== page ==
Published By: By PHARMA INTELLIGENCE AND EBD GROUP
As the digital health sector continues to evolve and grow, so too have the levels of complexity in understanding and applying technologies that maximize the potential to transform every aspect of the pharmaceutical value chain. These new digital therapeutics, AI and machine learning tools, and other technological advances create valuable opportunities to accelerate drug discovery and development, new platforms for virtual clinical trials, novel models for commercialization, and effective post-market surveillance.
The continued advancement of the digital health sector requires a better understanding of the investments and partnerships needed to ultimately drive innovation and progress. A selection of articles has been curated into a free downloadable pack, Digital Health: Advancing innovation through technology and strategic partnerships, to provide an overview of the types of products and partnerships necessary to truly transform the industry.
The articles highlight the opportunities and challenges stakeholders need to embrace in order to leverage faster innovation cycles, creating the biggest impact for both patients and the bottom line. Below is a sneak peak of the insights found inside the article pack.
Digital is affecting all aspects of the pharmaceutical industry—from early discovery through commercialization, product modality, and uptake. But not all parts are being impacted to the same degree, as determined by changes in costs, productivity, or end products. Internal data systems and business processes are changing fast because they do not require regulatory oversight or depend on payer attitudes in the way new digital products do. Discovery teams are starting to use multiple new artificial intelligence (AI)-based tools, but the full results are not in yet. Clinical development—relatively inefficient and basically unchanged over decades—is where the most immediate efficiency gains from digital are being made.
While there are signs of the benefits of digital—in terms of R&D efficiency and speed, as well as in data transparency and accessibility, there is still a steep learning curve and “going digital” is difficult. It is changing how pharmaceutical, biotech and medtech firms operate. It means introducing new systems, skillsets, and approaches to a sector whose processes have remained largely unchanged for decades. It is forcing new partnering strategies that combine two very different cultures: that of the fast-moving, consumer-focused, try-it-and-see technology world and the slow-moving, highly regulated, evidence-based world of drug development.
As with most areas of innovation, success depends on partnerships. Pharmaceutical firms do not have the expertise in-house to build the robust, inter-operable, and user-friendly digital pipework or digital tools and products. Nor do they have all of the data. All this—tools, data, expertise—is most efficiently accessed via partnerships, not least as technology changes and evolves so quickly. There is an increasingly well-funded pool of digital health partners to collaborate with as well as an engaged regulatory body and patient population. With an increase of digital partnerships, between pharma, biotech, medtech, and technology firms, there is no better time to realize the potential to solve problems across the product development process and ultimately improve patient care.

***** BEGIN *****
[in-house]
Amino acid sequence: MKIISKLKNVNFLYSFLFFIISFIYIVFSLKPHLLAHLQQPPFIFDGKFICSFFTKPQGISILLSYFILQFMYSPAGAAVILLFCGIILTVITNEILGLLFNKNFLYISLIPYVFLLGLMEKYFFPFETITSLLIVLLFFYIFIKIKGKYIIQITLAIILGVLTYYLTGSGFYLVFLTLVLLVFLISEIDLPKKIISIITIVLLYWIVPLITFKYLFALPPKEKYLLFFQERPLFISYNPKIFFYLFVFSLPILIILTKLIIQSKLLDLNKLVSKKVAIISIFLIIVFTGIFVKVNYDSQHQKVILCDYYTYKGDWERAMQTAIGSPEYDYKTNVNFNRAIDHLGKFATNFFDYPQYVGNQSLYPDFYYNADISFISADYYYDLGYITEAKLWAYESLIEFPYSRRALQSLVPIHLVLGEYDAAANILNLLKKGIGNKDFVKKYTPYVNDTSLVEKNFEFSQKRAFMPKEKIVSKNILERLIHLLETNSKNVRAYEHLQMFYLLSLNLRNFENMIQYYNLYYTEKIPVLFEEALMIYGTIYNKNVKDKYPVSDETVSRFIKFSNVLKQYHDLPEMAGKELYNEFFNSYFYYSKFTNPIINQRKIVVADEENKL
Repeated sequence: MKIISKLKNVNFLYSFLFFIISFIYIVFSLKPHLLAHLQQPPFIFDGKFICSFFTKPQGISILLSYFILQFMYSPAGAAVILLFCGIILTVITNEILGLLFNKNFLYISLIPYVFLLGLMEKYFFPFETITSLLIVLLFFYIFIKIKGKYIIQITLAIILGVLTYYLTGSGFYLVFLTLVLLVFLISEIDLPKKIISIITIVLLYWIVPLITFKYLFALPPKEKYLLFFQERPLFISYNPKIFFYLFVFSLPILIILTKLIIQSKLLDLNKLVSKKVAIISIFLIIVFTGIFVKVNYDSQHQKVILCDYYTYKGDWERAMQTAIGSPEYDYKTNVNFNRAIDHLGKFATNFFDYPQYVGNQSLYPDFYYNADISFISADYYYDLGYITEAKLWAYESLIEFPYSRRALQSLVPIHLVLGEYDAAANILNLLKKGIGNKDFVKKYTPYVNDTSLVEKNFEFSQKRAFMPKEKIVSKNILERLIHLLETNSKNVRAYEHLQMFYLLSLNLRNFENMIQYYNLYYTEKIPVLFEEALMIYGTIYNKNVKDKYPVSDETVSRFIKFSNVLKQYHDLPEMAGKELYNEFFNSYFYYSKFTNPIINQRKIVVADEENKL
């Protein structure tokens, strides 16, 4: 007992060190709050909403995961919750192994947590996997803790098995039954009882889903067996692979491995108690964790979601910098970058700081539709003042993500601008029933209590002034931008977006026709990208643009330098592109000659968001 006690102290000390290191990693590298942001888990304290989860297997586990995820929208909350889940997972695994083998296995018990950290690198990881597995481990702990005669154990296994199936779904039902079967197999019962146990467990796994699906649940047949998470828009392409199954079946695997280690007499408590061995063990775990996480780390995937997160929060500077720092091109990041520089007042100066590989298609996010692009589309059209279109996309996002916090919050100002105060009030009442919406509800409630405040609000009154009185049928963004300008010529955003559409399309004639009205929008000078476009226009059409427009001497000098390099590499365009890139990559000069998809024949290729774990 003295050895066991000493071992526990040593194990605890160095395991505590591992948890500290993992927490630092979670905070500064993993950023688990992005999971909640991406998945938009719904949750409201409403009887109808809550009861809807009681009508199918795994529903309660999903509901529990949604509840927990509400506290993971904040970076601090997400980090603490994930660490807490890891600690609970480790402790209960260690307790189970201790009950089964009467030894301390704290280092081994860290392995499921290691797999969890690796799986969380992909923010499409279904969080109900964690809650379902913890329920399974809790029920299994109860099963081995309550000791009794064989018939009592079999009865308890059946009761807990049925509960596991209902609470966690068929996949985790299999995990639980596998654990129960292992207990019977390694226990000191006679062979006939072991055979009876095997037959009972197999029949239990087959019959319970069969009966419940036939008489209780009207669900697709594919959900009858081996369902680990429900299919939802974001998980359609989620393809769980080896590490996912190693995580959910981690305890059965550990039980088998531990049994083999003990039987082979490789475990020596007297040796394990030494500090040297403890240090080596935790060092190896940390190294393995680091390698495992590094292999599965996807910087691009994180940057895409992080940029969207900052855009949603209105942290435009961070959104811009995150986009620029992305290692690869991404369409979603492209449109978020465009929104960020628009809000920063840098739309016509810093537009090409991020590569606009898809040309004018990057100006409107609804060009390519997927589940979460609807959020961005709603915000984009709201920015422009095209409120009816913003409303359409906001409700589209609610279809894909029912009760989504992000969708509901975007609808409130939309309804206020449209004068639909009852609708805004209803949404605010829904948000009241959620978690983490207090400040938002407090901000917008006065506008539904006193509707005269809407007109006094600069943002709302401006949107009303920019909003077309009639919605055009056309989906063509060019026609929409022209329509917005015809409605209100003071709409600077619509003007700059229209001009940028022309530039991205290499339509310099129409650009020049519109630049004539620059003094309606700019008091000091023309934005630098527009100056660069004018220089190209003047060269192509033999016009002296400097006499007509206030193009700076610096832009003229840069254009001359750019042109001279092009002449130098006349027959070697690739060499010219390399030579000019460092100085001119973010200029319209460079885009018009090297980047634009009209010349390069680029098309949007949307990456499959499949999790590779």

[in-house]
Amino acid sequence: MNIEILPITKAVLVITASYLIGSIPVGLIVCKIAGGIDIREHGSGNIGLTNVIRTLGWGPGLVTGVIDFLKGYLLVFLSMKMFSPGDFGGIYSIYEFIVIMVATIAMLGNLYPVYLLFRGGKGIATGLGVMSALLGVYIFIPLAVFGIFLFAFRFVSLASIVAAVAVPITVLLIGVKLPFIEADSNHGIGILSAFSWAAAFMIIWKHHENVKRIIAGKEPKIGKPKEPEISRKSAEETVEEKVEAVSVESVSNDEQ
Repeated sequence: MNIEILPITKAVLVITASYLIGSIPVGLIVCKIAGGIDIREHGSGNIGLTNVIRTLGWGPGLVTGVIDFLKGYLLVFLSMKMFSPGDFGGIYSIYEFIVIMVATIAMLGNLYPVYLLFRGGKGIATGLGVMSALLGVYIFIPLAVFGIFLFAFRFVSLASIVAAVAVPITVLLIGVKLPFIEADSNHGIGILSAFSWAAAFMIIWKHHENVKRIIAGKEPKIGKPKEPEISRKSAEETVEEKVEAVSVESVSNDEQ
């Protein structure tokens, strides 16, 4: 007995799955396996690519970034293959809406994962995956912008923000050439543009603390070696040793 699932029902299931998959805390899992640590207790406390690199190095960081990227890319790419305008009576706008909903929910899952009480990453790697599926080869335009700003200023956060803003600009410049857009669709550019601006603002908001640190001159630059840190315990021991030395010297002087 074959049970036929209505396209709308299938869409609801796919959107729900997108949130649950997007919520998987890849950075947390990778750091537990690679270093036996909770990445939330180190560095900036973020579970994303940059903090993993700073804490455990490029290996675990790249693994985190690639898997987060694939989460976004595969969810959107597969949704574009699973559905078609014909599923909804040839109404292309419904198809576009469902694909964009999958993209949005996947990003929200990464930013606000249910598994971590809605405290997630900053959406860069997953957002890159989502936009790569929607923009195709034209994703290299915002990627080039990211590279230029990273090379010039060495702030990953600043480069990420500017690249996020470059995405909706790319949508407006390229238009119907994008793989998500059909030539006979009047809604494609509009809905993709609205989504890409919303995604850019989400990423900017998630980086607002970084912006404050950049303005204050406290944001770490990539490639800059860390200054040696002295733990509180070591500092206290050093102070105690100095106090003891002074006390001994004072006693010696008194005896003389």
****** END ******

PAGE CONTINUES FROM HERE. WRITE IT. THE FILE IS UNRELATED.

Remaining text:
Article One: ‘System Thinking’ For Innovation In Digital Transformation
Digital transformation: it is the buzz phrase of the decade, and rightly so. We are living amidst a technology shift, a complete revolution of technology that in the next 10 to 15 years will change everything, in business as well as in our everyday lives. Learn how the biopharma industry can be more proactive in using digital technologies to enhance clinical development.
Article Two: Winners Are Beginning To Emerge In Digital Health: But Without Planning Medtechs Risk Missing The Boat
While the device industry is perceived as a leader in integrating digital technology, developers still need to know the right questions to ask in order to stay ahead of the pack. With overwhelming data available, companies need to identify and understand how to gain insight from the data collected. In addition, to provide tangible value to patients, the data needs to be usable across all stakeholders in the healthcare ecosystem. Industry experts provide their perspectives on areas of opportunity and how to navigate obstacles.
Article Three: Medtech Innovators Must Find The Right Problems To Solve
In the world of medtech innovation, investment and market access, commentators are seeing a maturing attitude to risk, more readiness to address workflows and greater awareness of being on the ball in a regulatory sense. Executives share their thoughts on the key issues that need to be addressed.
Article Four: Connected Health Summit: VCs Discuss Digital Health Investment
This field is quickly growing but how do you filter through the noise to identify the real gamechangers? Experts highlight the opportunities and challenges in digital health investment and offer “do’s and don’ts” for talking to potential investors.
Article Five: PharmAI – Industry Is Smartening Up To Potential Of Artificial Intelligence
Traditional biopharmas are accelerating the adoption of AI-ML technologies as evidenced by the increased number of alliance deals in the past two years. Industry is understanding the ways AI-ML can improve R&D productivity but still need to manage the hype and realize that these technologies still have shortcomings.
To gain a deeper understanding from investors, biopharma leaders, digital health and medtech executives on how to navigate this exciting field and to learn more about the topics featured above, download Digital Health: Advancing innovation through technology and strategic partnerships.